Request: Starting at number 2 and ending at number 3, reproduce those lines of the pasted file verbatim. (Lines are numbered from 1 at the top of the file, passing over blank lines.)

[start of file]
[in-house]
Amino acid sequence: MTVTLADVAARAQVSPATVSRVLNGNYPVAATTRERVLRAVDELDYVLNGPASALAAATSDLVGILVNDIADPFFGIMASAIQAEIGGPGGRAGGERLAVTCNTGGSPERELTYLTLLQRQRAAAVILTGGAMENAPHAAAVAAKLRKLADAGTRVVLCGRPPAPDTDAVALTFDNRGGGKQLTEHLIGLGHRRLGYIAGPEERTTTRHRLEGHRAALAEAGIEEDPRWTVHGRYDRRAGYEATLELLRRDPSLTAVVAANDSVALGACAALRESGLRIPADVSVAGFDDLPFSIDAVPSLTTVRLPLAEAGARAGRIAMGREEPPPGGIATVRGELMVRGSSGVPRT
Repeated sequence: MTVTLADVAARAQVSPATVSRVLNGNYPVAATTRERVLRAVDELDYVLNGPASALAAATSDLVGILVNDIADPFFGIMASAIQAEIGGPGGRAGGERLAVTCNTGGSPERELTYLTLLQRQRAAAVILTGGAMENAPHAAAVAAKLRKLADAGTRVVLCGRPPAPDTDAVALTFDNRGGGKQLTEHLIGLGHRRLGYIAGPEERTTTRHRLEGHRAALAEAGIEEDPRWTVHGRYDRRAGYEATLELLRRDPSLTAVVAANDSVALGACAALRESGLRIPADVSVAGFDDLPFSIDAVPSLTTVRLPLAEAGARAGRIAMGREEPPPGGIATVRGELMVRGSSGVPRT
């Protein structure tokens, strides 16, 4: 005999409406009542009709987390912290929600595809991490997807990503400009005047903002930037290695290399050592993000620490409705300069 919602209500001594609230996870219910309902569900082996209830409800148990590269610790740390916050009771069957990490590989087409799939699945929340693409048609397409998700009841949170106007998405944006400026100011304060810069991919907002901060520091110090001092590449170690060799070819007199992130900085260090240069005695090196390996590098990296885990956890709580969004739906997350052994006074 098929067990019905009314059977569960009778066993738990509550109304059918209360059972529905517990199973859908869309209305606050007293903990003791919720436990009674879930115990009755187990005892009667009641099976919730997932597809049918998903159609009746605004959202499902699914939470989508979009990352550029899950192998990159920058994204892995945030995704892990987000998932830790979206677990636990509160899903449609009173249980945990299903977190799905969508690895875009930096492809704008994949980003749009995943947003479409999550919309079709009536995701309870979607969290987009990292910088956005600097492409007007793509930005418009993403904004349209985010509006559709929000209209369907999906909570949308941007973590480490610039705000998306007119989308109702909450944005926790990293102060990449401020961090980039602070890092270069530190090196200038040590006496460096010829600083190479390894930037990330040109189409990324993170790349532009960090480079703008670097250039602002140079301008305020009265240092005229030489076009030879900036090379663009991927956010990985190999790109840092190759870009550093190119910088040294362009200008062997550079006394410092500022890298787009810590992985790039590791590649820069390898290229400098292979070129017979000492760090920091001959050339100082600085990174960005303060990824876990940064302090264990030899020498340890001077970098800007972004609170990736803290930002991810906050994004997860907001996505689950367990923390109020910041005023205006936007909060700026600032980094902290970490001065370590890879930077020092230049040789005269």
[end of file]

Amino acid sequence: MTVTLADVAARAQVSPATVSRVLNGNYPVAATTRERVLRAVDELDYVLNGPASALAAATSDLVGILVNDIADPFFGIMASAIQAEIGGPGGRAGGERLAVTCNTGGSPERELTYLTLLQRQRAAAVILTGGAMENAPHAAAVAAKLRKLADAGTRVVLCGRPPAPDTDAVALTFDNRGGGKQLTEHLIGLGHRRLGYIAGPEERTTTRHRLEGHRAALAEAGIEEDPRWTVHGRYDRRAGYEATLELLRRDPSLTAVVAANDSVALGACAALRESGLRIPADVSVAGFDDLPFSIDAVPSLTTVRLPLAEAGARAGRIAMGREEPPPGGIATVRGELMVRGSSGVPRT
Repeated sequence: MTVTLADVAARAQVSPATVSRVLNGNYPVAATTRERVLRAVDELDYVLNGPASALAAATSDLVGILVNDIADPFFGIMASAIQAEIGGPGGRAGGERLAVTCNTGGSPERELTYLTLLQRQRAAAVILTGGAMENAPHAAAVAAKLRKLADAGTRVVLCGRPPAPDTDAVALTFDNRGGGKQLTEHLIGLGHRRLGYIAGPEERTTTRHRLEGHRAALAEAGIEEDPRWTVHGRYDRRAGYEATLELLRRDPSLTAVVAANDSVALGACAALRESGLRIPADVSVAGFDDLPFSIDAVPSLTTVRLPLAEAGARAGRIAMGREEPPPGGIATVRGELMVRGSSGVPRT